Do you prefer eating at small restaurants or large ones?
While some foodies have a preference for the intimacy of a restaurant worked by a single waiter, the experience is similar at restaurants of all sizes. Diners are greeted, seated, and handed menus. They order drinks, appetizers, and a main course. And after accepting or declining coffee and dessert, customers pay their bill and leave.
From a manager’s perspective, however, running a hole in the wall is about as similar to running a large restaurant as Henry Ford’s model T factory is to a shop building cars or motorcycles by hand.
The latest issue of The New York Times Magazine goes behind the scenes at the 180-seat, New York City brasserie Balthazar. The article sums up the restaurant, which espouses a rustic bistro ethos, as a “a highly efficient, well-oiled potato-chipping machine.”
Almost everyone who works at Balthazar, the author notes, refers to it as a machine. It operates nearly 24 hours a day, with deliveries coming in a few hours after the last dinner guests have left for the night.
“Quite literally, raw materials enter through one side early each morning, moving through various stations, where 150 to 200 employees, each playing a narrowly defined role, produce finished, value-added and marked-up goods and serve them directly to end users.”
Fine dining may be associated with creative dishes and conversation lubricated by wine, but the machine has all the spontaneity of a button factory. Balthazar’s managers know how many burgers, goat-cheese tarts, and chicken clubs will be sold each day. They order ingredients accordingly and begin preparing them in pots “large enough to fit a small child” hours before anyone will order a dish. The menu is balanced so that no part of the kitchen will ever face a bottleneck. The author writes, “The plat du jour, for example, is rarely a grilled dish because the grill station is already so busy with steaks and burgers.”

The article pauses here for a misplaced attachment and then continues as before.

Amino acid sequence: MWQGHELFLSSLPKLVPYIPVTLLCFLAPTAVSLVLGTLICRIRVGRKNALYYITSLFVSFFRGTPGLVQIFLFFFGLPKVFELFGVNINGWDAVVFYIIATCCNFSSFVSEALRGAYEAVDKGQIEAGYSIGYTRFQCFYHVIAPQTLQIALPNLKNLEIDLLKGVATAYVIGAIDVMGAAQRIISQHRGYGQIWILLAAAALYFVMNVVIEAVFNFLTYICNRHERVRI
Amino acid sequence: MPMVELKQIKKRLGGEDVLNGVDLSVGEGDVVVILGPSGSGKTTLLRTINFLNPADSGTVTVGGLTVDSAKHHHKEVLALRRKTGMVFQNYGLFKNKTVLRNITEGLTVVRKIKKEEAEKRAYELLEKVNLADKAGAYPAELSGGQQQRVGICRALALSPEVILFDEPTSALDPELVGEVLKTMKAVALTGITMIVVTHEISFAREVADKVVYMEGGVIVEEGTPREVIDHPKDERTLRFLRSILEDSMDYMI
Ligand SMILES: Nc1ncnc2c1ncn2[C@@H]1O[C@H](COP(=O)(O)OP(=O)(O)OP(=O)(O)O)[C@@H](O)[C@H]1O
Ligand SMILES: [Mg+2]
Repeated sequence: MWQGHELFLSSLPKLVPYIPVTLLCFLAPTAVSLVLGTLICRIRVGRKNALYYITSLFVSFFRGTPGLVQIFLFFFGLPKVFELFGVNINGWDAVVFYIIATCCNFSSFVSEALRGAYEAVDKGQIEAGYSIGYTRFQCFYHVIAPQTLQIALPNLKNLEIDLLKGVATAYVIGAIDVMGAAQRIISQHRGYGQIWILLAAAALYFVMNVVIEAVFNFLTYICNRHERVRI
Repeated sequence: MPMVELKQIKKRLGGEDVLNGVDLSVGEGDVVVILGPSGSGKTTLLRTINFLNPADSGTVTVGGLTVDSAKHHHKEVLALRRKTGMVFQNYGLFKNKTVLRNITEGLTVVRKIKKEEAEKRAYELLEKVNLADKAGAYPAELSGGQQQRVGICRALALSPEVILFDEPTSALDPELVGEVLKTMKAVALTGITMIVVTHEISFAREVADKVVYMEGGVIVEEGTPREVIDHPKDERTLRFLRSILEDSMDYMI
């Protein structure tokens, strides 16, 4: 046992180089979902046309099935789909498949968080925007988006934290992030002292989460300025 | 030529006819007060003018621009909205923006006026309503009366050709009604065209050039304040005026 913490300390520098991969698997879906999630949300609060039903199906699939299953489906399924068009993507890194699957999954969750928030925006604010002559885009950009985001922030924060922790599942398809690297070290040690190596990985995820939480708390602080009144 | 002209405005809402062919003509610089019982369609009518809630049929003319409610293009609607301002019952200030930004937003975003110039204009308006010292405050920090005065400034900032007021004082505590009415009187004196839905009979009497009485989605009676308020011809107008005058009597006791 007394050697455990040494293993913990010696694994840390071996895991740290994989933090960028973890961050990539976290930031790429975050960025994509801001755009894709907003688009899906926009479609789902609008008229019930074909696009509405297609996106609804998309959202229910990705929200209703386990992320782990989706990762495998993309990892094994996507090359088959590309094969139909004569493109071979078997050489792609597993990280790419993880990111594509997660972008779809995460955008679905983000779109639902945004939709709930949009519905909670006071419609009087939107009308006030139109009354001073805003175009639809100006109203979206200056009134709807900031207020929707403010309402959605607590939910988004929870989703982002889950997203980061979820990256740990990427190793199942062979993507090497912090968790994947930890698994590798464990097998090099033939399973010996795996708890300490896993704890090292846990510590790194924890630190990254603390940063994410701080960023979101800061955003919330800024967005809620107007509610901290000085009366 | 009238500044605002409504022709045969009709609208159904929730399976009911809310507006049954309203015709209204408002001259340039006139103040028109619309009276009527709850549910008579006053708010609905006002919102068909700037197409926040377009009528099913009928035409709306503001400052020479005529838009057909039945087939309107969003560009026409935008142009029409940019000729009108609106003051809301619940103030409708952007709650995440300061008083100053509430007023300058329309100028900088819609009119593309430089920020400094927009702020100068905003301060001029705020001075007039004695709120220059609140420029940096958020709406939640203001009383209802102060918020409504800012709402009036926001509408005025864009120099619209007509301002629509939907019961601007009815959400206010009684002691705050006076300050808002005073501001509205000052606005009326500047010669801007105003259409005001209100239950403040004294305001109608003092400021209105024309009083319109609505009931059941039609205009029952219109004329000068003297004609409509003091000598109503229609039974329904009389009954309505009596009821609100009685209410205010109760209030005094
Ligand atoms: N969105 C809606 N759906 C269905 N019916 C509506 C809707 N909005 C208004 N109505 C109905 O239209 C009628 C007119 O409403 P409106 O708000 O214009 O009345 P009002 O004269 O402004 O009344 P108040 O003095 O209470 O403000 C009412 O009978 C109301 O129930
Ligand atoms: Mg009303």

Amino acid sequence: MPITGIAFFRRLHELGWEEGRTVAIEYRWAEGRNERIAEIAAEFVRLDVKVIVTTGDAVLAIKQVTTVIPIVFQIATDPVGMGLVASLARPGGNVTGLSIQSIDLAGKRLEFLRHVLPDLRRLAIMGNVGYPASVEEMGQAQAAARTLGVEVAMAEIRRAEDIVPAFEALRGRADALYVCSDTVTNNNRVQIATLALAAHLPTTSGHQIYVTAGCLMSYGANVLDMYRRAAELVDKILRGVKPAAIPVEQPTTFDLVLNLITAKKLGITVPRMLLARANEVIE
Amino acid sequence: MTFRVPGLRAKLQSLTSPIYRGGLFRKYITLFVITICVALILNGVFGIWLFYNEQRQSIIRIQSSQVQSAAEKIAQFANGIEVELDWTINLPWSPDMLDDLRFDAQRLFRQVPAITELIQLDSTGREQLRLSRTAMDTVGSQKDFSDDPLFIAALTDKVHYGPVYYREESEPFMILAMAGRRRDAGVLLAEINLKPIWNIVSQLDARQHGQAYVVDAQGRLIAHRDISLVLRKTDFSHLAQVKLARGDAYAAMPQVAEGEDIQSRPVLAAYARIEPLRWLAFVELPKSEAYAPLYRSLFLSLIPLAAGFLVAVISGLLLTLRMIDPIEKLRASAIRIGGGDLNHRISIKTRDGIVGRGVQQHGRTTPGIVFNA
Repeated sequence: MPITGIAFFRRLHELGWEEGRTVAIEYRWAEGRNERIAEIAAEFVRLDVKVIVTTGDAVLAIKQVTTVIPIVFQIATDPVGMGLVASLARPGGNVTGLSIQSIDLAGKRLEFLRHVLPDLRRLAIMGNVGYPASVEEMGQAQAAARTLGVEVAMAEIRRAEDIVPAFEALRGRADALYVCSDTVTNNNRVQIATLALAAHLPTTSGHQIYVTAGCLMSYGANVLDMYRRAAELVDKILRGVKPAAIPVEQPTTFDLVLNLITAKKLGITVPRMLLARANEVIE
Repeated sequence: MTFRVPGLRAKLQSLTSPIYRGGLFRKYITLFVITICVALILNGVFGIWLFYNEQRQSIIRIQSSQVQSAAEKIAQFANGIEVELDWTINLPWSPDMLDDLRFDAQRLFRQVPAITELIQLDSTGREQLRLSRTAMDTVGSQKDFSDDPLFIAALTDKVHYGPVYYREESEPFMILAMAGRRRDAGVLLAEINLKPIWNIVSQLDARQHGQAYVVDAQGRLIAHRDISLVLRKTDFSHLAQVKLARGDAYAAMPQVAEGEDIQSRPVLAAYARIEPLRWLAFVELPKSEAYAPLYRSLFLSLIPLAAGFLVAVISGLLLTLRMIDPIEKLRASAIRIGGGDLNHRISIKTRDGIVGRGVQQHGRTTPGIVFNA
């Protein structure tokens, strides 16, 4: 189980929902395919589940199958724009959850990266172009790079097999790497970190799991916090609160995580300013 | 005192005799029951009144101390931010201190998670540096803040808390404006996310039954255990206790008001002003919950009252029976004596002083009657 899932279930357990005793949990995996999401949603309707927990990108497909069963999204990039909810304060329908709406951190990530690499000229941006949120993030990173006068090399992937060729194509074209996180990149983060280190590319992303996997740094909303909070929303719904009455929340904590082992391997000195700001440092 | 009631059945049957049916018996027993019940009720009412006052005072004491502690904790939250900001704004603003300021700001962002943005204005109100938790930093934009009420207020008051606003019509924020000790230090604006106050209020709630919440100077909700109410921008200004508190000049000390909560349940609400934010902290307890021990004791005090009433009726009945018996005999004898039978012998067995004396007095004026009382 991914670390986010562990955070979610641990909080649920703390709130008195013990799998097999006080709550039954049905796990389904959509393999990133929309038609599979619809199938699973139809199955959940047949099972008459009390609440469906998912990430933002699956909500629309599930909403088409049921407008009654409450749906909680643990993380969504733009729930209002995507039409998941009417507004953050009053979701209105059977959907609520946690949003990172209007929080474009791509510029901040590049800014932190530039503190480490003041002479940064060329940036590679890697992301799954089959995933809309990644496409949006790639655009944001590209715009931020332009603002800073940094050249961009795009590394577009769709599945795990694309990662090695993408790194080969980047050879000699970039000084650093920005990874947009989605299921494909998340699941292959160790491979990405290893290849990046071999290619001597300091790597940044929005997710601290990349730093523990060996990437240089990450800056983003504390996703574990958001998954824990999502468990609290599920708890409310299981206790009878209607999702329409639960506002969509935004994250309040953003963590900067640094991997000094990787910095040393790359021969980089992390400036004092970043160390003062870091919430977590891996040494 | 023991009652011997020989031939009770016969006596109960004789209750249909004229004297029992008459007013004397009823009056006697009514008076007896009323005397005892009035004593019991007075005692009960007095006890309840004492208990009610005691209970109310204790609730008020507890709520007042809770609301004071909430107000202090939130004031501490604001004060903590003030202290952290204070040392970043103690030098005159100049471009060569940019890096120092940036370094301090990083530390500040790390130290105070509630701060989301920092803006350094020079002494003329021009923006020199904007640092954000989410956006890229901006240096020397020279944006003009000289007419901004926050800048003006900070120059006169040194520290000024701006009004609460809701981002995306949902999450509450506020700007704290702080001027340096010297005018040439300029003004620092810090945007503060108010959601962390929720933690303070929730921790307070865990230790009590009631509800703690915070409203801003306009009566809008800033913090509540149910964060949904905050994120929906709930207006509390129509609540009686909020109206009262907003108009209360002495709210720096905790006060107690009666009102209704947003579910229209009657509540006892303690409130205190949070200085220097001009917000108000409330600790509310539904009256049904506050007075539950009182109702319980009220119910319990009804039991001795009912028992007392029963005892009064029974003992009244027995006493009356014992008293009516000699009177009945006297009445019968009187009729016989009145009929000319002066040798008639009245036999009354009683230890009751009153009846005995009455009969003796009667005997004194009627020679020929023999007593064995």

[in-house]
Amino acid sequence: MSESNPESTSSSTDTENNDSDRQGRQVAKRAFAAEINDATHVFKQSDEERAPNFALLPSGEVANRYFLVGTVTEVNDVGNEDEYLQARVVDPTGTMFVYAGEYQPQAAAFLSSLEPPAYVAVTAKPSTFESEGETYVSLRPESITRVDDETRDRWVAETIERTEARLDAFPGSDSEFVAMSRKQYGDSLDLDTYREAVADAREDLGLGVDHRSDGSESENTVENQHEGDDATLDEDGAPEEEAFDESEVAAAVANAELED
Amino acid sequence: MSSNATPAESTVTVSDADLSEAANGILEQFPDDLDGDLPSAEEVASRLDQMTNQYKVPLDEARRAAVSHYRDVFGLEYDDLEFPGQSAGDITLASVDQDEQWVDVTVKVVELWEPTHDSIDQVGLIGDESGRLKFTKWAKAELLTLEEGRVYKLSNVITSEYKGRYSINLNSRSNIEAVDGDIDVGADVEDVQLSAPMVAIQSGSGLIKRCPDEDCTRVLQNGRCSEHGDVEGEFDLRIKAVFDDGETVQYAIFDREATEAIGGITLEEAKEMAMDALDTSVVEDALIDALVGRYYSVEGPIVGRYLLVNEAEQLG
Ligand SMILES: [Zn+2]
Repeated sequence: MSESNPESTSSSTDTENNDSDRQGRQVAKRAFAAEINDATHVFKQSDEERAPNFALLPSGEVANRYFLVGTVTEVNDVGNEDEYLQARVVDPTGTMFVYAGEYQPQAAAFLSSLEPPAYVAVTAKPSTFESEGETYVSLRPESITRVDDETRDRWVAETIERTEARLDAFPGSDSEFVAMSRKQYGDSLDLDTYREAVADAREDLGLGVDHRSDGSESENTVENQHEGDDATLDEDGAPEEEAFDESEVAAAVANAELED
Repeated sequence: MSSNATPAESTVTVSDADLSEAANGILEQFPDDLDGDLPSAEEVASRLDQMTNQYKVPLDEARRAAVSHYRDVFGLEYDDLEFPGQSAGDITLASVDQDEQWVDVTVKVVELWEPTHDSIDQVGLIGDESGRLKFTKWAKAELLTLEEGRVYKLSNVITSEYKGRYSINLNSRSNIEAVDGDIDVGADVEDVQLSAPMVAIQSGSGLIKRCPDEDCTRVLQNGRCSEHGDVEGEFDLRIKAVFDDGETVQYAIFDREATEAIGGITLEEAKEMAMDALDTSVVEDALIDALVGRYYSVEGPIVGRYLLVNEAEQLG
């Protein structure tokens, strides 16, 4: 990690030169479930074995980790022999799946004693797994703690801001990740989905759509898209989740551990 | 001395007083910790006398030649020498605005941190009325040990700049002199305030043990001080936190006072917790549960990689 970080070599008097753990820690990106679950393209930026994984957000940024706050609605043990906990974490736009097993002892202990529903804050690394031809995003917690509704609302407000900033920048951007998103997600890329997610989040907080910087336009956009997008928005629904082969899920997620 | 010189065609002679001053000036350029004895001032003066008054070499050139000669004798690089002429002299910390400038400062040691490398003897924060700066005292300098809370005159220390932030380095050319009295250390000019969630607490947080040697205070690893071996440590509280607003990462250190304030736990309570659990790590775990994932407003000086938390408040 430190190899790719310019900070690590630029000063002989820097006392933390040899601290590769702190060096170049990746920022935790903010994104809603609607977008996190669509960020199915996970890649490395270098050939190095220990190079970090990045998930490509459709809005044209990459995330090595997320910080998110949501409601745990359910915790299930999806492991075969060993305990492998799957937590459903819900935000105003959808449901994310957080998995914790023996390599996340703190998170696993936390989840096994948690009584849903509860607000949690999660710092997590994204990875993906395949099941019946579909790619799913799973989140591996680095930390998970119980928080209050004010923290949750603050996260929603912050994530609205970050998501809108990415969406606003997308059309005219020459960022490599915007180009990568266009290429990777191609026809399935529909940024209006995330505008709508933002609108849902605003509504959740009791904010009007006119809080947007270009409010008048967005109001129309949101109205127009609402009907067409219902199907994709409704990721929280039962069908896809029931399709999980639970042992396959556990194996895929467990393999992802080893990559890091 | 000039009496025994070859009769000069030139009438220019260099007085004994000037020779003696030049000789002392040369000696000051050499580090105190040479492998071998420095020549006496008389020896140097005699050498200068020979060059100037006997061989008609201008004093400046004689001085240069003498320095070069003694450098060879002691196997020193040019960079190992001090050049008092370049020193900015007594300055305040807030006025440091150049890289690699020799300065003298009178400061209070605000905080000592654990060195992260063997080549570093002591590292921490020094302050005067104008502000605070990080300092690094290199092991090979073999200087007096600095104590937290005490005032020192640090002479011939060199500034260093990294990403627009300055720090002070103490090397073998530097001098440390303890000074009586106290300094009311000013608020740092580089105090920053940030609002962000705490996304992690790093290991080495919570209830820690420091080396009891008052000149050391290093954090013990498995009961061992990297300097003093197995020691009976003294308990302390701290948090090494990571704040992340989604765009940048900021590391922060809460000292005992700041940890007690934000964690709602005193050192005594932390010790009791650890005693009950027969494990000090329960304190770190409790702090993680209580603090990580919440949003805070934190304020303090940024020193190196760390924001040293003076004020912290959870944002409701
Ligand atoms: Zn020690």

The kitchen also has very little room for error. The pace is fast and one snag can disrupt the entire process. A buildup of unwashed dishes from an unexpected rush of diners could result in “the sort of domino effect that a kitchen might not bounce back from.” A lack of clean plates and silverware means dishes go out late and cold, resulting in the kitchen clogging with requests for dishes to be reheated.
Few restaurants have chefs cooking a dish from start to finish, instead relying on sous-chefs down to prep cooks to be in charge of different steps of the process. But large restaurants like Balthazar take this specialization to an extreme, with some prep chefs sole role in the assembly line being peeling and soaking potatoes.
This is not a case for the superiority of small restaurants. While the factory-like cooking process at Balthazar may seem soulless, chefs at small restaurants are not leisurely whistling. In the low margin restaurant business, no one can afford not to create an assembly line of prep cooks. Even one man or woman kitchens have their system down to a routine. The chaos of a kitchen cranking through orders like a well-oiled machine lies behind the calm of every dining room. What is remarkable is that restaurants with 200 tables and restaurants with 10 tables offer almost the same experience